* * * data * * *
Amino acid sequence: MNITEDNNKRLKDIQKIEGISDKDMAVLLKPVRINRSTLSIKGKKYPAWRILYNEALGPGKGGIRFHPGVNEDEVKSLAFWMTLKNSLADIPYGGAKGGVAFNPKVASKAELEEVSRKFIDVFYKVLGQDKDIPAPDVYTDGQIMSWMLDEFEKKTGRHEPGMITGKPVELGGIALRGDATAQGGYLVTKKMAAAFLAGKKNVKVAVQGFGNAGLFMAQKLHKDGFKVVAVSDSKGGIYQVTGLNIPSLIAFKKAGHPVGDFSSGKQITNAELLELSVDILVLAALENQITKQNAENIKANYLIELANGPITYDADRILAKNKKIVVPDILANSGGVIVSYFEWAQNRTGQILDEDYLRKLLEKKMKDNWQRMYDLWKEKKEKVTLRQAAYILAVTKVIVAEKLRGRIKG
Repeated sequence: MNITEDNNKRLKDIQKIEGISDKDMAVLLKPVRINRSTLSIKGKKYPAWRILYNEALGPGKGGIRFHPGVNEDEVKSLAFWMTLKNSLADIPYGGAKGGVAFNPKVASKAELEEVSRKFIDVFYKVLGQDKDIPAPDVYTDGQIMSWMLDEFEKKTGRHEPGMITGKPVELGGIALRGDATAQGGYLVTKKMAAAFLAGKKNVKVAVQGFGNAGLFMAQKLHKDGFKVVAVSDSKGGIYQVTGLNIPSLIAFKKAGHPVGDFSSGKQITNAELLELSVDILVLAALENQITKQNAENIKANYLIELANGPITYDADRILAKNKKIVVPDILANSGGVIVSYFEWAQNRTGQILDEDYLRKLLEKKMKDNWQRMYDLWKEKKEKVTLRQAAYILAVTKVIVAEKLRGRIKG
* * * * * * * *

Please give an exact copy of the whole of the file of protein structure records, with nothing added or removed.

Amino acid sequence: MNITEDNNKRLKDIQKIEGISDKDMAVLLKPVRINRSTLSIKGKKYPAWRILYNEALGPGKGGIRFHPGVNEDEVKSLAFWMTLKNSLADIPYGGAKGGVAFNPKVASKAELEEVSRKFIDVFYKVLGQDKDIPAPDVYTDGQIMSWMLDEFEKKTGRHEPGMITGKPVELGGIALRGDATAQGGYLVTKKMAAAFLAGKKNVKVAVQGFGNAGLFMAQKLHKDGFKVVAVSDSKGGIYQVTGLNIPSLIAFKKAGHPVGDFSSGKQITNAELLELSVDILVLAALENQITKQNAENIKANYLIELANGPITYDADRILAKNKKIVVPDILANSGGVIVSYFEWAQNRTGQILDEDYLRKLLEKKMKDNWQRMYDLWKEKKEKVTLRQAAYILAVTKVIVAEKLRGRIKG
Repeated sequence: MNITEDNNKRLKDIQKIEGISDKDMAVLLKPVRINRSTLSIKGKKYPAWRILYNEALGPGKGGIRFHPGVNEDEVKSLAFWMTLKNSLADIPYGGAKGGVAFNPKVASKAELEEVSRKFIDVFYKVLGQDKDIPAPDVYTDGQIMSWMLDEFEKKTGRHEPGMITGKPVELGGIALRGDATAQGGYLVTKKMAAAFLAGKKNVKVAVQGFGNAGLFMAQKLHKDGFKVVAVSDSKGGIYQVTGLNIPSLIAFKKAGHPVGDFSSGKQITNAELLELSVDILVLAALENQITKQNAENIKANYLIELANGPITYDADRILAKNKKIVVPDILANSGGVIVSYFEWAQNRTGQILDEDYLRKLLEKKMKDNWQRMYDLWKEKKEKVTLRQAAYILAVTKVIVAEKLRGRIKG